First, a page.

Laurent Lefouet:

Any example you could share with us where you actually did implement something similar?


Rafael Calderon:

Yeah and I'll pass it over to Kevin to talk about a real example, right? To hopefully bring this to life for everybody in a real tangible way so Kevin.


Kevin Overdulve:

Yes. Thanks Rafa. And thanks Laurent and the Aera team for inviting us for this session. We talked in the previous pages a little bit about agility and responsiveness and how do you actually take real-time information from execution and use that in order to drive decisions. The example that I would like to present to you today is a case that we developed together with Aera just recently for a large beverage company. The key issues of this beverage company were that on the one hand they saw that their costs of sales in terms of logistics was fairly high. On the other hand they saw they had a fairly high loss rate so they were basically missing out on sales because of a supply chain performance which was not up to par. One of the key reasons was that they were not able to leverage the data they had sitting across a multitude of different systems in a smart way to drive day-to-day decision-making.

Obviously, if you're aware of the concept of a control tower this will start to ring a bell but control tower can be defined in a number of different ways. And yes, a control tower in a traditional definition is a capability that would continuously pull in information from execution, compare that versus basically what you have planned for and start to notify, give alerts on certain exceptions, deviations from plan taking place. And that's a basis that's where you need to start. For this company we took it one step further. Obviously with those notifications, with those anomalies in the supply chain you want to use that information in order to drive a certain decision almost on an ongoing basis. Next to that typical control tower functionality, we developed what we would call a cognitive skill in order to automate a certain decision-making process that people today in the organization are doing on a day-to-day basis but where they are typically lagging behind and running behind effects. On the left side of the page you actually see those different levels of what we would call a modern control tower.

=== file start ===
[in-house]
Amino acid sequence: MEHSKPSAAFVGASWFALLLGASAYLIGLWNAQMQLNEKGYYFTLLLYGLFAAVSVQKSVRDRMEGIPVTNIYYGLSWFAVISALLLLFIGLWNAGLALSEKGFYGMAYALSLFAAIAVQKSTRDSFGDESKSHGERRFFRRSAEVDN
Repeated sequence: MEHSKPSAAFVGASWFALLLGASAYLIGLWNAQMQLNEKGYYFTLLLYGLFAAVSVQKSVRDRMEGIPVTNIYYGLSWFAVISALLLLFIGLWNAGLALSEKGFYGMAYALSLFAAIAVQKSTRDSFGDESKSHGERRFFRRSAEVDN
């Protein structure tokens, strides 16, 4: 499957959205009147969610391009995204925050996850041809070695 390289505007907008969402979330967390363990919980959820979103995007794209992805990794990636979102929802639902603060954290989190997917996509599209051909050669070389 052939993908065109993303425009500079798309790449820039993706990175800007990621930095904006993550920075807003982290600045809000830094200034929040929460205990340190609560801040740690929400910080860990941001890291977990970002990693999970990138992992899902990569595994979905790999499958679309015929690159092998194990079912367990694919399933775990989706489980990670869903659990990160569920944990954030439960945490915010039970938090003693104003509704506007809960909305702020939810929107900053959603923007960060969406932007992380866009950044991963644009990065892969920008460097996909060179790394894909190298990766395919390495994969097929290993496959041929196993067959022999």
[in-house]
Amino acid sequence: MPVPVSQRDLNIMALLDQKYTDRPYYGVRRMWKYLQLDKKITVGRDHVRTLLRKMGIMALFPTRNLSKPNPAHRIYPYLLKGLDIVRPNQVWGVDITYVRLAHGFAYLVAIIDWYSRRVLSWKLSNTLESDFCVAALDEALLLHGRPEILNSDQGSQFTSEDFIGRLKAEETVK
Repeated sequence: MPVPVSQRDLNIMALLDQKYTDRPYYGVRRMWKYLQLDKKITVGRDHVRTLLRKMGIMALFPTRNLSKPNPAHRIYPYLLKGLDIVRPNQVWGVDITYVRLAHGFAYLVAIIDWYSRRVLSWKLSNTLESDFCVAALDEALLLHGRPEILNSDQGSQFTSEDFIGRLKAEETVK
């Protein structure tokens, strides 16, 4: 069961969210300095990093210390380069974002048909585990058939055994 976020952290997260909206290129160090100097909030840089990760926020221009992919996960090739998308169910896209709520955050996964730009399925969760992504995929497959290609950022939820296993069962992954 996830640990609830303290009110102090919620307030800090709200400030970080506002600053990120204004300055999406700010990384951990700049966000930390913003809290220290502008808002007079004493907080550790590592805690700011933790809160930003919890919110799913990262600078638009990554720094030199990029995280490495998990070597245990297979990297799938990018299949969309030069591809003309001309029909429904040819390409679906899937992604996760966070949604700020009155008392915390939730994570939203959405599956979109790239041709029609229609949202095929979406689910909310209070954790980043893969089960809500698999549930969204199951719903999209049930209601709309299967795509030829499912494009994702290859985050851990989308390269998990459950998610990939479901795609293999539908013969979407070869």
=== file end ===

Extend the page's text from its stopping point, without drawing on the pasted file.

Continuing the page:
Obviously you start with your data layer. You have certain descriptive and reactive components to allow you to react immediately to anything happening in that supply chain which you haven't planned for. And that could be on the hourly basis or could be on a half hour or even a minute basis. And then as you go up into the maturity curve, you enter into the space of diagnostics, predictive, prescriptive. All of those components that typically we run through if we are about to make a certain decision which can also be automated of course. And as you grow and adopt more of this cognitive automation into the processes and decision-making on a day-to-day basis, at a certain point in time you will move much more towards a control tower, a modern control tower which has the capability to self-heal or self synchronize the supply chain on a day-to-day basis. To give you some examples of the functionalities that we developed, on the bottom and the traditional control tower view we developed a capability actually infused by the entire COVID wave which we called a rapid response control tower and we'll go into a little bit more detail later on.


But basically the idea was in a matter of three to four weeks we developed a capability bringing together information across manufacturing execution systems across a dozen of different WMS systems, a DMS system, ERP, SAP APO. Basically bringing all of that information together to allow people to have sort of an iPhone notification type of application but then are targeted towards their supply chain with all of the details behind it of course. From a cognitive skill perspective we focused on their out of stock problem. Whenever an out of stock risk has been identified by the solution, the cognitive skill starts running through a series of different actions that can be taken in order to avoid that stock-out or in order to mitigate the negative impacts of that stock-out.